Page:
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Dysphagia following anterior cervical fusion.

The anterior approach to the cervical vertebrae can cause dysphagia via many mechanisms. These mechanisms include recurrent and/or superior laryngeal nerve injury, pharyngeal plexus injury, scarring of the pharynx itself, and the physical impeding of bolus transfer secondary to the presence of "hardware." The postoperative incidence of dysphagia following an anterior-approach cervical spine fusion has been reported to be 50.2% at 1 month, 32.2% at 2 months, 17.8% at 6 months, and 12.5% at 12 months. (1)

We evaluated a 44-year-old woman who had undergone a C4-C5 fusion 4 years earlier and revision surgery 2 1/2 years after the original surgery. Her complaints included a weak voice and swallowing difficulties with "choking" episodes. Transnasal endoscopic evaluation detected a left arytenoid granuloma and a marked protrusion in the posteriorpharyngeal wall (figure, A). Fiberoptic endoscopic evaluation of swallowing (FEES) revealed the presence of a moderate amount of postswallow residue superior to the protrusion, with all consistencies (figure, B). FEES also detected severe vallecular residue on solids after the swallow and trace aspiration of thin liquids. The source of the protrusion, which was believed to be the primary contributor to the patient's dysphagia, was the spinal fusion plate.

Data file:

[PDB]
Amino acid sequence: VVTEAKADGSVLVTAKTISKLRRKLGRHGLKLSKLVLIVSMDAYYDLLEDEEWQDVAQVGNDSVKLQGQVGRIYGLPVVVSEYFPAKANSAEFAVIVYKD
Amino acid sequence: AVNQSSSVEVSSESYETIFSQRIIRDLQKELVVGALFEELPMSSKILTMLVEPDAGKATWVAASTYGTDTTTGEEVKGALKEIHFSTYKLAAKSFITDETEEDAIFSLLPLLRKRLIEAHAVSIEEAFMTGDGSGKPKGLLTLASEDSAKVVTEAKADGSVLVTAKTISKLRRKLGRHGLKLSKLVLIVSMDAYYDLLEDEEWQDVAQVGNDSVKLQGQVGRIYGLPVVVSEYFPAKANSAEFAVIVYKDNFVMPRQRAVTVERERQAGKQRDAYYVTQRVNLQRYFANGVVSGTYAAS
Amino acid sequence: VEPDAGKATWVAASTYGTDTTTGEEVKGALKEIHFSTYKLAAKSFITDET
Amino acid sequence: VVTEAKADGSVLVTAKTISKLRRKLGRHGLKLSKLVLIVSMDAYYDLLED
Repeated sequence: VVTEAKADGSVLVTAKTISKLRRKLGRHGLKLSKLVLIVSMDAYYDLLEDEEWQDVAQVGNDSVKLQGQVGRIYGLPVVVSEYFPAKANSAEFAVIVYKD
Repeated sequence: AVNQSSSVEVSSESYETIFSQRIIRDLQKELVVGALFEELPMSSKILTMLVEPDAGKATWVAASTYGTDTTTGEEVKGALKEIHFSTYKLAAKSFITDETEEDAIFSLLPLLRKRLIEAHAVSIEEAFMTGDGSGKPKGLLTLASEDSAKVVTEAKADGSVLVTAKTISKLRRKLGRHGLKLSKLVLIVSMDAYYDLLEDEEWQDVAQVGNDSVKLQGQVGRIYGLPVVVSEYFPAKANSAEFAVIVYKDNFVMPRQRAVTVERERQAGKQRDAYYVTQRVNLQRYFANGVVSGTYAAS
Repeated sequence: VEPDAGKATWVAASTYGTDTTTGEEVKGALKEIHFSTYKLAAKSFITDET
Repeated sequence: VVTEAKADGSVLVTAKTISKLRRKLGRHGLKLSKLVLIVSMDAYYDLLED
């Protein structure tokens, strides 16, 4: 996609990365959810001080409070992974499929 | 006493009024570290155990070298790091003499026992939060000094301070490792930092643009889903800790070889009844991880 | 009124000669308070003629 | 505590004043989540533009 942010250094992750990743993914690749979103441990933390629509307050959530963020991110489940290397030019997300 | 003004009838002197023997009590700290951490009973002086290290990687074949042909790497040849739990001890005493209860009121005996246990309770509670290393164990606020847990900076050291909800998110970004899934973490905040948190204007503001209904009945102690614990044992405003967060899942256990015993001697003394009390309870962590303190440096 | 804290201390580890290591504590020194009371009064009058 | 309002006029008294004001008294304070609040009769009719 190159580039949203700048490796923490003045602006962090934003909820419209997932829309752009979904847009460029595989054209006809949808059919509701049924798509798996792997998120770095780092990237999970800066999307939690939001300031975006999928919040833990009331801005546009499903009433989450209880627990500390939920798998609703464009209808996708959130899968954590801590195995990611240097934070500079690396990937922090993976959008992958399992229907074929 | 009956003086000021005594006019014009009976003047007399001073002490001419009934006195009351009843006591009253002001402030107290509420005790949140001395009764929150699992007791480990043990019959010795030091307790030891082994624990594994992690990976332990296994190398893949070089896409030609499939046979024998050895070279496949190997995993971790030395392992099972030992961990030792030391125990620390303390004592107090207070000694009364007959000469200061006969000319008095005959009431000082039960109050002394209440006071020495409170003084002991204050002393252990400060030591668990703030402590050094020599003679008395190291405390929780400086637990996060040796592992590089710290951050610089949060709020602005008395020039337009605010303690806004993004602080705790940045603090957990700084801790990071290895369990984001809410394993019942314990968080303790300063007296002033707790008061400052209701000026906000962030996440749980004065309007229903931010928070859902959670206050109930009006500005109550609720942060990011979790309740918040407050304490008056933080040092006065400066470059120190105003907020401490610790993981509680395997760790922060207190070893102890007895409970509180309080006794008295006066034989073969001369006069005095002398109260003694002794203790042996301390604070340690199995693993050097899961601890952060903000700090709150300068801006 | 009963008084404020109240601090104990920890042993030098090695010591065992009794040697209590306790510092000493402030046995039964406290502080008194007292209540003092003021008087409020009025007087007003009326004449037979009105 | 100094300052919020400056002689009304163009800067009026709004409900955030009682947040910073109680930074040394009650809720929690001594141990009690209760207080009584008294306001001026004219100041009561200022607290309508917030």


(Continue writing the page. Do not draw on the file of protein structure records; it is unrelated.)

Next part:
We have observed this type of mechanical obstruction to swallowing in several patients who had undergone anterior cervical fusion and who had been referred to our clinic by various institutions. In this patient, antireflux therapy and voice therapy were initiated to treat the granuloma. Dysphagia rehabilitation, including strengthening exercises to improve the patient's ability to achieve epiglottic retroversion and pharyngeal bolus propulsion, led to a decrease in the amount of residue after swallowing, eliminated the aspiration, and improved the patient's quality of life.


(1.) Bazaz R, Lee MJ, Yoo JU. Incidence of dysphagia after anterior cervical spine surgery: A prospective study. Spine 2002;27:2453-8.

Susan G. Butler, PhD, CCC-SLP; Gregory N. Postma, MD; Stacey L. Halum, MD
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Author:Halum, Stacey L.
Publication:Ear, Nose and Throat Journal
Geographic Code:1USA
Date:Apr 1, 2005
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